Sinclair Lewis’s 1935 novel It Can’t Happen Here captured Americans’ anxieties about fascism at home. Protagonist Doremus Jessup is a “somewhat sentimental Liberal” who is slow to realize the dangers of American fascism. Berzelius Windrip—a folksy New Englander with characteristics reminiscent of Louisiana Senator Huey Long, radio priest Charles Coughlin, and Adolf Hitler himself—becomes President of the United States and ushers in totalitarianism. It Can’t Happen Here became a national bestseller and was dramatized and performed in many US states by the New Deal Works Progress Administration.
A small number of Americans did hope to see Nazism come to the United States. The German American Bund, a pro-Nazi organization established in 1936, revered Hitler. Its members, most of whom were ethnic German-American citizens, were deeply antisemitic and anti-Communist. Fritz Kuhn led the German American Bund, but the organization never received the attention or respect from Hitler that Kuhn hoped it would. In 1937, reporters working undercover for the Chicago Daily Times newspaper infiltrated the German American Bund and wrote a series of articles exposing the organization’s pro-Nazi activities.
Americans and the European War
Nazi Germany invaded Poland on September 1, 1939. Two days later, Great Britain and France declared war on Germany. World War II had begun.
The US government responded to the war in Europe by confirming its policy of neutrality in international conflicts. On September 3, 1939, President Franklin D. Roosevelt assured Americans in a fireside chat that the United States would remain “a neutral nation.” As he told radio listeners that evening: “I hope the United States will keep out of this war. I believe that it will. And I give you assurance and reassurance that every effort of your government will be directed toward that end.”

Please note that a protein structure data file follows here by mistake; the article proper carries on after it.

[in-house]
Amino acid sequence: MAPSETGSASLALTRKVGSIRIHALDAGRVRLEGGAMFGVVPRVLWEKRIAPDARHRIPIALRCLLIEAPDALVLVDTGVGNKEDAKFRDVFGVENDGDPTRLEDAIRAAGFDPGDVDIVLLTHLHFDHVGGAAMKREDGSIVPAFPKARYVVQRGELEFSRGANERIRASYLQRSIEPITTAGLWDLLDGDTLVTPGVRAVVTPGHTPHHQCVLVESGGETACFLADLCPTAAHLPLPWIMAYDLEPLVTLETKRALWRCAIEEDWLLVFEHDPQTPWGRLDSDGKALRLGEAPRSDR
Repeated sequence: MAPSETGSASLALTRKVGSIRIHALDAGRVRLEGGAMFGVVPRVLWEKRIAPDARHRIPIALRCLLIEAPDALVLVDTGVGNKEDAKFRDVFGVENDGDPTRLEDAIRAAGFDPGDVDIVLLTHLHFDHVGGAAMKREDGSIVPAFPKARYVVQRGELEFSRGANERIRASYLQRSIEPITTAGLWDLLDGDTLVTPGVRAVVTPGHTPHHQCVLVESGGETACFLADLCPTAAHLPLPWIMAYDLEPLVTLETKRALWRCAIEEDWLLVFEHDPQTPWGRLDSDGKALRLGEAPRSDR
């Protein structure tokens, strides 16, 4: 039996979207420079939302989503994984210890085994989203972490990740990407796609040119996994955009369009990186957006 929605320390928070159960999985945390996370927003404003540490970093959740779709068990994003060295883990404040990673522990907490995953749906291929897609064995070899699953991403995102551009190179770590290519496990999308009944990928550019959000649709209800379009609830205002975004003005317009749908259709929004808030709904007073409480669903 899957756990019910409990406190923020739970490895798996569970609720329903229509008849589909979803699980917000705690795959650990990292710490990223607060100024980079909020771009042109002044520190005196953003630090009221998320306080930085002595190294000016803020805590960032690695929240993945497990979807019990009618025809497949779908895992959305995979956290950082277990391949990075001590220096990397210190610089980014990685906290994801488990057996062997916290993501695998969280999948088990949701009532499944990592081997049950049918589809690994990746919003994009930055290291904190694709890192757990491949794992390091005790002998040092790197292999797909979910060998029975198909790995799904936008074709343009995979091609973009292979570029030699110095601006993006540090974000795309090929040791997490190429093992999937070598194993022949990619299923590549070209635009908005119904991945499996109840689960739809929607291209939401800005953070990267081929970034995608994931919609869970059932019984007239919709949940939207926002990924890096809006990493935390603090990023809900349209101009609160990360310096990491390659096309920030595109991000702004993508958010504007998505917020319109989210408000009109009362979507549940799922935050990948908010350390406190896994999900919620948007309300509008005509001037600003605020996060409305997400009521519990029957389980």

The President’s promise reflected the majority of Americans’ opinion. Public opinion polls throughout 1939 and 1940 showed that most Americans hoped to stay out of the war in Europe. Many thought back to World War I—a significant portion of the population believed that entering the war had been a mistake and that their sacrifices had not been worth it.
By the time the war in Europe began, Americans understood that European-Jewish refugees faced a crisis as they tried to flee Germany and Nazi-occupied areas. Yet immigration to the United States was severely restricted by quota laws that had been in place since 1924. In the immediate aftermath of terror attacks against Jews across Germany on November 9–10, 1938, (known as “Kristallnacht”), the US government issued the maximum number of immigration visas permissible for Germany under the quota laws. Officials in the US State Department, however, would not admit additional refugees beyond those allowed under existing immigration laws. And the US Congress would not consider liberalizing the nation’s restrictive immigration laws.